REGINA – A team of Saskatchewan health experts have been given the green light to determine whether a robot could ensure patients have better access to health care in isolated communities.
The ministry of health is providing $250,000 to test the remote presence technology in Pelican Narrows, near the Manitoba border.
“They are one of those communities that seem to have sort of fallen through the cracks,” said Dr. Veronica McKinney, director of Northern Medical Services.
The closest hospital to the First Nations community is about two hours away in Flin Flon and transportation is difficult“They have one ambulance that serves the entire area. Of the over 600 calls that they had to transfer out, only 200 were by ambulance, so sometimes it’s by taxi and sometimes it’s by personal vehicle,” said Dr. McKinney. “Even STARS, they are not able to fly the distance without requiring more fuel.”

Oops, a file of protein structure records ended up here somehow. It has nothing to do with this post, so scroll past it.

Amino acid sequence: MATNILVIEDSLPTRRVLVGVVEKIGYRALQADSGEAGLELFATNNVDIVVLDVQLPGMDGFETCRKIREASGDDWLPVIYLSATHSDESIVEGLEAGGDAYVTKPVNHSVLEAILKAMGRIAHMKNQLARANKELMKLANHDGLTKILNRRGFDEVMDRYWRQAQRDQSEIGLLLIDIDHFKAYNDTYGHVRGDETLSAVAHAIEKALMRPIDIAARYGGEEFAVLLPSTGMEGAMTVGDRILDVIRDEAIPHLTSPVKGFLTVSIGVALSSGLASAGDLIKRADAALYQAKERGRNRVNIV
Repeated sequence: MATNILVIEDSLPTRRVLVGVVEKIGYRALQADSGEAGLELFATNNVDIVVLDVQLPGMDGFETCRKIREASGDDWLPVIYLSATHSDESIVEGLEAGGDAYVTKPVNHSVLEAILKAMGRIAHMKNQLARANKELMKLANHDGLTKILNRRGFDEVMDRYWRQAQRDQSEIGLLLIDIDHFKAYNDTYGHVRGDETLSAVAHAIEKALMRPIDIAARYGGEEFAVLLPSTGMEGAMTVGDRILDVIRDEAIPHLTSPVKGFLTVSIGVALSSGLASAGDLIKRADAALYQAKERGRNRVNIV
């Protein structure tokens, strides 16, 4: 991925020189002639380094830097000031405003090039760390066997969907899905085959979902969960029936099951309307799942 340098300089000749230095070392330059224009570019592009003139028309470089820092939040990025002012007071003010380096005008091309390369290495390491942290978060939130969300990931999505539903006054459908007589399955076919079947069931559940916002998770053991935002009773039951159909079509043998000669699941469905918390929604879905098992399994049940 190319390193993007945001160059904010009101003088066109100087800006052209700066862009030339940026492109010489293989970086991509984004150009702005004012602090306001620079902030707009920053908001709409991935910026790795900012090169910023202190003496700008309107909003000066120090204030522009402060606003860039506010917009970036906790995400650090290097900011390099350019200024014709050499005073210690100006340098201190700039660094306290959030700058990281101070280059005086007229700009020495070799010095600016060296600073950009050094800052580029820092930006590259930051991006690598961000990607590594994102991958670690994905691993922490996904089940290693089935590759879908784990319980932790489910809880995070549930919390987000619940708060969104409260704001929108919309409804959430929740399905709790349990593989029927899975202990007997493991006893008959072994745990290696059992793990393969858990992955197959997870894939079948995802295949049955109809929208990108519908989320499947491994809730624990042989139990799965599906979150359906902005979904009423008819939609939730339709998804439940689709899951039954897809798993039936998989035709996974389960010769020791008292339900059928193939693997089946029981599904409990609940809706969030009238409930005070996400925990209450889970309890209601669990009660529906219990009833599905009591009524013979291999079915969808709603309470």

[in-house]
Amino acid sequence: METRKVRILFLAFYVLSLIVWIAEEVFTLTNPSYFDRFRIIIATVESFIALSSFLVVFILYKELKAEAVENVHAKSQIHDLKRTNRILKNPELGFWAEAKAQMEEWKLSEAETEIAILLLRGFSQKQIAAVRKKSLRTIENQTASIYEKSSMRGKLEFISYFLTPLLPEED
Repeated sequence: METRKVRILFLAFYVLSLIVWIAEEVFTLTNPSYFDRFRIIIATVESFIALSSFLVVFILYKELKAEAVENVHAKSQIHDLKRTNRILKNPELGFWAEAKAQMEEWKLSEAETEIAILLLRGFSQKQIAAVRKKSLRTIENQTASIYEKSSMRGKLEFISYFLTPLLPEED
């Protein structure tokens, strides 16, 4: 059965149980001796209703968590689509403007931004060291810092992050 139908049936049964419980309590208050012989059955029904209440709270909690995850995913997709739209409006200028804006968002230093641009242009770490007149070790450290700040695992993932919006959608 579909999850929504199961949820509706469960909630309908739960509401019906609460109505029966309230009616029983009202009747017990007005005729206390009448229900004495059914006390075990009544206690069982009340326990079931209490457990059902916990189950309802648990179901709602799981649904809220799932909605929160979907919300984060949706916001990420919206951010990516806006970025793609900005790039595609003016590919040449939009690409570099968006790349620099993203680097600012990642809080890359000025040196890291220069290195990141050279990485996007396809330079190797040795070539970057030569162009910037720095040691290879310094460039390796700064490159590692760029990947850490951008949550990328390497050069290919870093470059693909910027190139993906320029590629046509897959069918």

The robot, developed by a company based in California, allows doctors to interact with patients remotely while analyzing ultrasound or blood tests, for example.
“I feel that the province, which is a huge province, with a population concentrated in certain centres, is the ideal ground for this technology,” said Dr. Ivar Mendez, unified head of surgery at the University of Saskatchewan and project lead.
The province hopes using robots will help cut down on medical travel costs and ensure patients get care quicker. If the two-year pilot project is deemed successful, it could be expanded to other Saskatchewan communities.
“I’m less than 200 kilometres away from Regina and whether it be me, my constituents or my family members, frequent visits into Regina to see a specialist or other appointments, there’s a bit of a nuisance,” said Health Minister Dustin Duncan.
The technology is based on trials conducted in Nova Scotia and Labrador, but this is the first time in Canada the robot will be used for a longer-term project in a remote community.